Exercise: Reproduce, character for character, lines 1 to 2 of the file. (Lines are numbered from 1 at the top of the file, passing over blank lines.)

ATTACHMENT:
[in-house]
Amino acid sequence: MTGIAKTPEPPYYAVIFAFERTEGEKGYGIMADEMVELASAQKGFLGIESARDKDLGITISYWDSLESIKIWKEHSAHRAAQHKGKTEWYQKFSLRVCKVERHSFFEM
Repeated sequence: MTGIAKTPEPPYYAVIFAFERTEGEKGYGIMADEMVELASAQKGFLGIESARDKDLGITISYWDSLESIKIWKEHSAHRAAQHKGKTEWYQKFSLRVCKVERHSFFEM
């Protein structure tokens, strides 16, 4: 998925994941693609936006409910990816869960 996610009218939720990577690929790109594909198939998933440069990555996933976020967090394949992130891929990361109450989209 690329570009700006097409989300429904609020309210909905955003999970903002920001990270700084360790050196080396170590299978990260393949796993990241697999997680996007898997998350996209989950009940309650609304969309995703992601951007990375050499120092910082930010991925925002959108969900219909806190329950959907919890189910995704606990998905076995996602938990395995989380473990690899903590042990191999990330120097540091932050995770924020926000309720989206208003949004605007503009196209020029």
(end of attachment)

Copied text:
[in-house]
Amino acid sequence: MTGIAKTPEPPYYAVIFAFERTEGEKGYGIMADEMVELASAQKGFLGIESARDKDLGITISYWDSLESIKIWKEHSAHRAAQHKGKTEWYQKFSLRVCKVERHSFFEM